She felt rejected, impure and unworthy of love. Mom and dad should have told me, why didn’t they? Anarghya reflected, feeling bitter towards them. The more she pored over this, the angrier she felt. Do I not have the right of knowing who gave birth to me? Anarghya considered this as a betrayal by her adoptive parents. She resented them for hiding such an integral truth from her. Her mind wound back to her childhood and adolescent days. She felt jealous of Priti, who was of ‘their flesh and blood’. Random incidents floated about in her mind. She gradually began to doubt and question her adoptive parents’ love towards her.

Wolfing down her food, she hastily paid the money and sprinted home.

“Oh! Home already, darling?” Mrs Arora was evidently surprised to see her inherently social daughter, whom she expected home not before 12am!

“I can not believe you did this to me!” Anarghya cried and hurled her cell phone out of the living room window with a force that surprised her.

“What are you talking about, beta? Did you have a fight with your friends? What is the matter? Tell mommy.” Mrs Arora was baffled at Anarghya’s unbecoming behaviour and rushed to wrap her arms around her.

Savagely Anarghya brushed off her mother and broke down into sobs.

“I am adopted.” Anarghya kept repeating this statement over and over as if hammering the fact into her mind.

Mrs Arora could not contain herself either; she wept silently, wiping away the rapid tears every few seconds with the corner of her pallu.

“Why did you hide it from me?”

After calming down, Anarghya had related the noon’s meeting and they all had felt the need for a proper mature discussion in order to smooth out the differences and clear the air.

“We were insecure, Anarghya. We feared that if you found out that you were adopted, you would not love us whole heartedly.”

“And so you chose to keep me in the dark? Found it wise to mislead me.” Anarghya was defiant.

Mr and Mrs Arora just sighed sadly; they did not have an answer for Anarghya’s bitter questions.

Anarghya was convinced her parents had been unreasonable with her. She refused to be emphatic or to see reason. She faced another blow when she learned that Priti was aware about her being adopted. Betrayed by her parents and closest confidante, Anarghya altogether stopped talking to them; while she herself suffered in silence.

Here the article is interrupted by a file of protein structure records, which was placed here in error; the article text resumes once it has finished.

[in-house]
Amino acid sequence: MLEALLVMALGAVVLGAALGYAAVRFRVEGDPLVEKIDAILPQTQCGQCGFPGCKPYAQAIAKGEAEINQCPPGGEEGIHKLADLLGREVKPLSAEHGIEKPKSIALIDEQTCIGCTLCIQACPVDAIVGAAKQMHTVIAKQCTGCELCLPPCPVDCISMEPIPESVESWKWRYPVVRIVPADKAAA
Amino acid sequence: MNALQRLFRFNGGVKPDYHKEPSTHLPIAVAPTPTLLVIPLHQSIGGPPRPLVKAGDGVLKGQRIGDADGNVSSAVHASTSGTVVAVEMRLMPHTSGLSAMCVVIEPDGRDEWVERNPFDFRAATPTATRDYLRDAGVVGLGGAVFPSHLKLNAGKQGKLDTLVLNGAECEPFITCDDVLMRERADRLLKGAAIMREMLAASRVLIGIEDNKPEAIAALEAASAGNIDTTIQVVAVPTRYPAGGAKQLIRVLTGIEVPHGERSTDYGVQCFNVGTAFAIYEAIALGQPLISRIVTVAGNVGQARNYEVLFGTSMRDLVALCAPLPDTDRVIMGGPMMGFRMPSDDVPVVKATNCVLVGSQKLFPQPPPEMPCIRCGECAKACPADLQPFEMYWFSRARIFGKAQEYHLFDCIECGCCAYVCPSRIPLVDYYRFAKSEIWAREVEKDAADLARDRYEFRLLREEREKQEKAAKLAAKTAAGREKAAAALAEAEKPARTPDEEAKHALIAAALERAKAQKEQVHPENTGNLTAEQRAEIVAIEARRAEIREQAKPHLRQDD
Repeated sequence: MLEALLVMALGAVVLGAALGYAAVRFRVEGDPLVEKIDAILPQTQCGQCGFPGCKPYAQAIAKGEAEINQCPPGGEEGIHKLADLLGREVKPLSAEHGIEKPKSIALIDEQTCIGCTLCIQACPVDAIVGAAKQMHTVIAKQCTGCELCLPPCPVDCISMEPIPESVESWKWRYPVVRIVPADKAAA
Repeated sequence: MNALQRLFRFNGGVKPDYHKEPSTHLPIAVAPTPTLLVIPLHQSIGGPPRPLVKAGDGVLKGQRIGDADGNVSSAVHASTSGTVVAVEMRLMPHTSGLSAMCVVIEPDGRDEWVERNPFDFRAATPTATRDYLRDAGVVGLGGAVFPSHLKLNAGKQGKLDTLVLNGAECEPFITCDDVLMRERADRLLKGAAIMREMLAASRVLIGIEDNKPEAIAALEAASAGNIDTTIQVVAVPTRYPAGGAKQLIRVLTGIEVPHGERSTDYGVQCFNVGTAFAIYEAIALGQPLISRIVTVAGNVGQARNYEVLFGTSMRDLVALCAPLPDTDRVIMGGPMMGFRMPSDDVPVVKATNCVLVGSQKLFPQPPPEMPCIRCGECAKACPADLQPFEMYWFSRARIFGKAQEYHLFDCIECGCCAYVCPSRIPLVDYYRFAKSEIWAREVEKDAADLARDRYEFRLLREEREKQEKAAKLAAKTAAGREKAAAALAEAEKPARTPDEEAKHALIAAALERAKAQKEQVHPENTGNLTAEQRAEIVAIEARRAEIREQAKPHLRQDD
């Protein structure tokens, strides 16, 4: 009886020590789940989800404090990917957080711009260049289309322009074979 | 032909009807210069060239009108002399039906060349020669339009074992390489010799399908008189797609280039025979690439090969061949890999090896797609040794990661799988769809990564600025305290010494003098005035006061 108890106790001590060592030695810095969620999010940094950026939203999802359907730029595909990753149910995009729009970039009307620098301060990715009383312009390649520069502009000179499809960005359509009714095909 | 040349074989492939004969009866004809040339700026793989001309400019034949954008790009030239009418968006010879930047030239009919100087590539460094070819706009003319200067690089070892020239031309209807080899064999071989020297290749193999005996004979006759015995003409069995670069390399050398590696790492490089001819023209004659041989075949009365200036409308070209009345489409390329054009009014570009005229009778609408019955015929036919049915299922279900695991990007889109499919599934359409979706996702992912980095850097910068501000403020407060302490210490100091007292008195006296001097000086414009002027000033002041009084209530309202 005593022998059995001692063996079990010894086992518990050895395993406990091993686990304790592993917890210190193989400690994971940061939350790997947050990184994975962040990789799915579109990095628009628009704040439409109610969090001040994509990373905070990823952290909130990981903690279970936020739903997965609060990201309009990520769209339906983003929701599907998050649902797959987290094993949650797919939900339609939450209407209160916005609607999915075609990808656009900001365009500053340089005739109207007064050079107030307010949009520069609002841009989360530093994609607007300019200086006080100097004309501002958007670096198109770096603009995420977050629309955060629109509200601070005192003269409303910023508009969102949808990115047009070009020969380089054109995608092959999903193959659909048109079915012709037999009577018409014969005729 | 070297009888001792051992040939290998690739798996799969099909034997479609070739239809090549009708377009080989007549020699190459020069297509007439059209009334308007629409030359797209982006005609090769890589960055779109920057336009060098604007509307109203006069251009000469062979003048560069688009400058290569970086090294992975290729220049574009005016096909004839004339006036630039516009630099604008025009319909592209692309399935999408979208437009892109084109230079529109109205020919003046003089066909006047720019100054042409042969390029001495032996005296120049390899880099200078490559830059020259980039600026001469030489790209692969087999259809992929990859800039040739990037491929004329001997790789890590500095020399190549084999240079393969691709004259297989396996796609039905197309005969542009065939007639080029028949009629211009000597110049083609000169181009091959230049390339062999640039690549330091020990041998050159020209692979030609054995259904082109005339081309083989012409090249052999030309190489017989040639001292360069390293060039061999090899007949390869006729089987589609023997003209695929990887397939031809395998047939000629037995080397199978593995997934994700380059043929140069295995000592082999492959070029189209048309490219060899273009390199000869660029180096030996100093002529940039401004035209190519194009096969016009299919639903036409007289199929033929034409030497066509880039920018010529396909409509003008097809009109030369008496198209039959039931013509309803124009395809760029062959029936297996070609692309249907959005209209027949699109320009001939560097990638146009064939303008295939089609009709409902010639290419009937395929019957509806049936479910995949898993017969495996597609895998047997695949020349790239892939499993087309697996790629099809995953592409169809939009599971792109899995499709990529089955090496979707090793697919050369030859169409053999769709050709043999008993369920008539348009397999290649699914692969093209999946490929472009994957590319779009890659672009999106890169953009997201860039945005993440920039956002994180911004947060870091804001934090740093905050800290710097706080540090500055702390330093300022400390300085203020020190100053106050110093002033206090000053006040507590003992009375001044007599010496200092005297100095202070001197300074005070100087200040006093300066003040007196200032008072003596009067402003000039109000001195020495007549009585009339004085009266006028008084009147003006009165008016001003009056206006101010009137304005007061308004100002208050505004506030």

Alone in her room, she suddenly craved to see her biological mother. She wondered what cruel times she must have battled all by herself, the hapless woman. How must it have felt to give away her very own newborn into somebody else’s hand… for once and for ever.

She spent the next day holed up in her room, hardly eating a snack or two. Nobody could talk sense into her. She was a girl of a fast mind and listened to no one. All she could think about was her forthcoming meeting with her biological mother. She imagined hugging her and feeling her pat her head as a mother usually would. Her resolve was further strengthened when Mr and Mrs Arora requested Anarghya to not keep in touch with her biological mother. How dare they deny her of her basic privileges, she fumed!

As Anarghya got ready to step out, her parents requested her to hear them out, one final time. Agreeing that she owed them atleast that much, she stopped, and sat across her parents.

“You are an adult now, old enough to make your own decisions. We are willing to accept your choice but you deserve to know the entire truth.”

Anarghya merely nodded her head, indicating they had her undivided attention.

Her dad said, “After Priti was old enough to be left at a crèche, your mom once volunteered to work at an adoption centre for a while. She enjoyed her time there as she dearly loves children. But while volunteering, she realised that there are so many children out there in the world, deserving love and care, but receiving none; for no evident fault of theirs. That is when we decided to adopt a child. We wanted to look after and cherish a child deserted cruelly by biological parents. Your mom was not unable to conceive, or anything of that sort. You weren’t adopted as a last resort, my dear. We saw in love with you the moment we laid our eyes on you at the adoption centre. You were crying in your cradle and shushed down as soon as your mother held you in her arms.”